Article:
My student teacher has about a week left in my classroom. I am going to miss her.
She has grown SOOOOOOOO much.
Today, when I unlocked the door and walked into my classroom, I noticed a number of things.
All the chairs and desks were neatly arranged.
The board had today's date on it, as well as today's agenda, objectives, and homework.
The only visible mess was the paperwork I left on the desks yesterday before I went home.
A Do Now for today had already been created.
Seating charts were completed and posted.
It looked ready.
It looked like I try to leave it.
She's beginning to experiment with scary protocols that require students to talk and move and think.
The lesson was well-balanced and paced. It incorporated time limits, homework use, small group discussion, a short quiz, modeling of reading, and modeling of answering questions about the reading.
It went well most hours, but more than that, she was able to adjust the lesson based on the needs of each group.
Her classroom management is gradually improving as she learns what battles to pick, how to follow through, how to project authority by acting assertive, and how to avoid getting sucked into power struggles. (All things I think I am still learning most days.)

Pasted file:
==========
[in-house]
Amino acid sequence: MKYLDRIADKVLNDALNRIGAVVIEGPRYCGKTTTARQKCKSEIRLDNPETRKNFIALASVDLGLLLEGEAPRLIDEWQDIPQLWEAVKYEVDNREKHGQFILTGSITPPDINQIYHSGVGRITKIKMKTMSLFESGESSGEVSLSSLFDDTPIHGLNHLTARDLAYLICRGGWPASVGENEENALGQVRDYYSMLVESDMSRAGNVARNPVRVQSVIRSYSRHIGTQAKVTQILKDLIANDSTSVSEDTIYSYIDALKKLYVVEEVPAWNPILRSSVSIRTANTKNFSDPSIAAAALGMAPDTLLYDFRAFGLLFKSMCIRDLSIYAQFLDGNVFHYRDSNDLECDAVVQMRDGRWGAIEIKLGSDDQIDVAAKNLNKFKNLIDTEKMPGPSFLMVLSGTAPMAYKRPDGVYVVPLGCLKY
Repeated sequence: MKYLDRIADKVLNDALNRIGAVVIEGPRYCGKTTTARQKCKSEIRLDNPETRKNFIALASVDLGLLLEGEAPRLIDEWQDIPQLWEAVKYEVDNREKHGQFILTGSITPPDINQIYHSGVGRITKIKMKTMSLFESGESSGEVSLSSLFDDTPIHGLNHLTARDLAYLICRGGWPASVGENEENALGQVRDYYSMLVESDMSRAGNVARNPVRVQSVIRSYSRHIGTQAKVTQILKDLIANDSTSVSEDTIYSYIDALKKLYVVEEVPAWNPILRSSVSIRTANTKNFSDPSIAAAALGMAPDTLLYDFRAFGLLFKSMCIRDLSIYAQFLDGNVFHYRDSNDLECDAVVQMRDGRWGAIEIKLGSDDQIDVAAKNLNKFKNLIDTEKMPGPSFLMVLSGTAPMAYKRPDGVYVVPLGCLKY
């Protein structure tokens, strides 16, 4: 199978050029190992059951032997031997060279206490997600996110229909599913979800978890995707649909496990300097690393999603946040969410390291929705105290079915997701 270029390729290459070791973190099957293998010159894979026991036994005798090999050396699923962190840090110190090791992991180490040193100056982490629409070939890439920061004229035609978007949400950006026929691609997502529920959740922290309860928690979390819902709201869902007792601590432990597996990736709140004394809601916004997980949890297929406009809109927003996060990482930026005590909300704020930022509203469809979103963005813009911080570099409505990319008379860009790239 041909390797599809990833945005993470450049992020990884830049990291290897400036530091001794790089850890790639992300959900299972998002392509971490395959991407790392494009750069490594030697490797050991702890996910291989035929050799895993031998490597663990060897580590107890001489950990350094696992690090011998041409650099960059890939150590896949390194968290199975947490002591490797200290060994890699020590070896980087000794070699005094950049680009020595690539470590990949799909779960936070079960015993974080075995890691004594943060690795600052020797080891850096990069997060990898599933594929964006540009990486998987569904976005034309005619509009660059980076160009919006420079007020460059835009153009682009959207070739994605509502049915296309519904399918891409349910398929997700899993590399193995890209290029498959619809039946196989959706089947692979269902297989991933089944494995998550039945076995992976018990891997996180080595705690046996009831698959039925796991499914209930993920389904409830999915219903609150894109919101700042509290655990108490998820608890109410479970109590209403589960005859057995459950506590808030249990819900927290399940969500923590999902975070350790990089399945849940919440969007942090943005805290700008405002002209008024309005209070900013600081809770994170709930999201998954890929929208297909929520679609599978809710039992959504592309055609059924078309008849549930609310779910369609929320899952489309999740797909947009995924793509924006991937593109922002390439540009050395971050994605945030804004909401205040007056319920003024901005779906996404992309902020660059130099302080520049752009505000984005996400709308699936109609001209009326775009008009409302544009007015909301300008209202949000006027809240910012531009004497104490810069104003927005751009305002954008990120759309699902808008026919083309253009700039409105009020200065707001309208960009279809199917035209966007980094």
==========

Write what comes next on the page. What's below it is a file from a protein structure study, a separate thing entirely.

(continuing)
Best of all, she no longer hesitates to make suggestions or ask questions.
Her confidence has grown exponentially.
I think she's ready, or as ready as anyone can ever be to launch a teaching career...
The icing on the cake came near the end of the day.
I was walking down the hall during a passing period, between 5th and 6th hour, I think, or maybe 6th and 7th hour. It doesn't really matter.
I parked myself outside the 9th grade office to avoid the traffic and student watch for a few minutes.
One of my more challenging young ladies came down the hall (without yelling, already a feat for her).
I asked her if she liked the book Speak they started reading this week.
She did the cutest thing. She lifted her chin, glanced right and left to make sure no one was watching, and nodded a definite affirmative. She might even have muttered "yeah."
A minute later, a young man who has consistently struggled with attendance and task completion, but who also consistently tests proficient came ambling along (at better than a snail's pace. Also a feat on its own).
I asked him the same question.
And he did the cutest thing. He lifted his chin, glanced right and left to make sure no one was watching, nodded, smiled, and said "It's cool, it's cool."
No matter what else my student teacher might have left to learn, no matter what she still struggles with or worries about, no matter what else she has gotten right this semester, nothing matters more to me than this:
She got some tough nuts to crack enough to read something...and admit to liking it.
That is a great thing...and if I had a hand in her ability to make that happen, that is a pretty good thing too.